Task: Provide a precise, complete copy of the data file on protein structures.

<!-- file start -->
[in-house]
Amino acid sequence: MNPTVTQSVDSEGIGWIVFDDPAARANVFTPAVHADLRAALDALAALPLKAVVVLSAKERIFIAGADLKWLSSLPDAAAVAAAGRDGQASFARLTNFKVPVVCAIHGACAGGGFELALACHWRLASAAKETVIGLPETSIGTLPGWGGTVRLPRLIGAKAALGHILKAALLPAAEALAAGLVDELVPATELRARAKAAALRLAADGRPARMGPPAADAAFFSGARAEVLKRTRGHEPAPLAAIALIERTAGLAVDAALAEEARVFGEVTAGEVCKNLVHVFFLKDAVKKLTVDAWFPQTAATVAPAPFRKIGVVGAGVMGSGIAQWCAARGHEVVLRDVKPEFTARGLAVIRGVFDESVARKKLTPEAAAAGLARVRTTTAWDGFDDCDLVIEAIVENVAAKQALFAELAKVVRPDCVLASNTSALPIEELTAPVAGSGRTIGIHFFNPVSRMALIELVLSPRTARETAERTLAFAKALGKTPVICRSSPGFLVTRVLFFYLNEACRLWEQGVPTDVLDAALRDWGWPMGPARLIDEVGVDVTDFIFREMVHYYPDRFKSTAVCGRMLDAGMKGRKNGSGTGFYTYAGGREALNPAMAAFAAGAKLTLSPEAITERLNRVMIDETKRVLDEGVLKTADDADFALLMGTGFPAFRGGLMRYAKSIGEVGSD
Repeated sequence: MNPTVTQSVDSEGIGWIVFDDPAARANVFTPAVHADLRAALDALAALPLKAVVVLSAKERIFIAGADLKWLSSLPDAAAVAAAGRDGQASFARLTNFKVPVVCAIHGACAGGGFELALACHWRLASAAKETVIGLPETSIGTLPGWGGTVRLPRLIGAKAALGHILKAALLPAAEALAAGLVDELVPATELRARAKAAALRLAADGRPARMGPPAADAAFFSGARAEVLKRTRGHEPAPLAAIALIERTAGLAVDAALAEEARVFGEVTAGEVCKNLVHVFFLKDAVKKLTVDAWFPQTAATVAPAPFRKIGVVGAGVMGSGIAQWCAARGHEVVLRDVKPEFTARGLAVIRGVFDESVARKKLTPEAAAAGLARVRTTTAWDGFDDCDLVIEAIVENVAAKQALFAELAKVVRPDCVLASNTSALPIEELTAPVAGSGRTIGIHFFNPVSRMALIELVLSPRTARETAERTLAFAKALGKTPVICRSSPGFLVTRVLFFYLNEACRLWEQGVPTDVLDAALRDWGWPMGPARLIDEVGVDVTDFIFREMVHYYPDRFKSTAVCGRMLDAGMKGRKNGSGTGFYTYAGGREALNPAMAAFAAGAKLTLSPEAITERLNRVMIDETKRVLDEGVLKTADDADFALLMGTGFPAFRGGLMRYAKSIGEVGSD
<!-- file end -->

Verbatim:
[in-house]
Amino acid sequence: MNPTVTQSVDSEGIGWIVFDDPAARANVFTPAVHADLRAALDALAALPLKAVVVLSAKERIFIAGADLKWLSSLPDAAAVAAAGRDGQASFARLTNFKVPVVCAIHGACAGGGFELALACHWRLASAAKETVIGLPETSIGTLPGWGGTVRLPRLIGAKAALGHILKAALLPAAEALAAGLVDELVPATELRARAKAAALRLAADGRPARMGPPAADAAFFSGARAEVLKRTRGHEPAPLAAIALIERTAGLAVDAALAEEARVFGEVTAGEVCKNLVHVFFLKDAVKKLTVDAWFPQTAATVAPAPFRKIGVVGAGVMGSGIAQWCAARGHEVVLRDVKPEFTARGLAVIRGVFDESVARKKLTPEAAAAGLARVRTTTAWDGFDDCDLVIEAIVENVAAKQALFAELAKVVRPDCVLASNTSALPIEELTAPVAGSGRTIGIHFFNPVSRMALIELVLSPRTARETAERTLAFAKALGKTPVICRSSPGFLVTRVLFFYLNEACRLWEQGVPTDVLDAALRDWGWPMGPARLIDEVGVDVTDFIFREMVHYYPDRFKSTAVCGRMLDAGMKGRKNGSGTGFYTYAGGREALNPAMAAFAAGAKLTLSPEAITERLNRVMIDETKRVLDEGVLKTADDADFALLMGTGFPAFRGGLMRYAKSIGEVGSD
Repeated sequence: MNPTVTQSVDSEGIGWIVFDDPAARANVFTPAVHADLRAALDALAALPLKAVVVLSAKERIFIAGADLKWLSSLPDAAAVAAAGRDGQASFARLTNFKVPVVCAIHGACAGGGFELALACHWRLASAAKETVIGLPETSIGTLPGWGGTVRLPRLIGAKAALGHILKAALLPAAEALAAGLVDELVPATELRARAKAAALRLAADGRPARMGPPAADAAFFSGARAEVLKRTRGHEPAPLAAIALIERTAGLAVDAALAEEARVFGEVTAGEVCKNLVHVFFLKDAVKKLTVDAWFPQTAATVAPAPFRKIGVVGAGVMGSGIAQWCAARGHEVVLRDVKPEFTARGLAVIRGVFDESVARKKLTPEAAAAGLARVRTTTAWDGFDDCDLVIEAIVENVAAKQALFAELAKVVRPDCVLASNTSALPIEELTAPVAGSGRTIGIHFFNPVSRMALIELVLSPRTARETAERTLAFAKALGKTPVICRSSPGFLVTRVLFFYLNEACRLWEQGVPTDVLDAALRDWGWPMGPARLIDEVGVDVTDFIFREMVHYYPDRFKSTAVCGRMLDAGMKGRKNGSGTGFYTYAGGREALNPAMAAFAAGAKLTLSPEAITERLNRVMIDETKRVLDEGVLKTADDADFALLMGTGFPAFRGGLMRYAKSIGEVGSD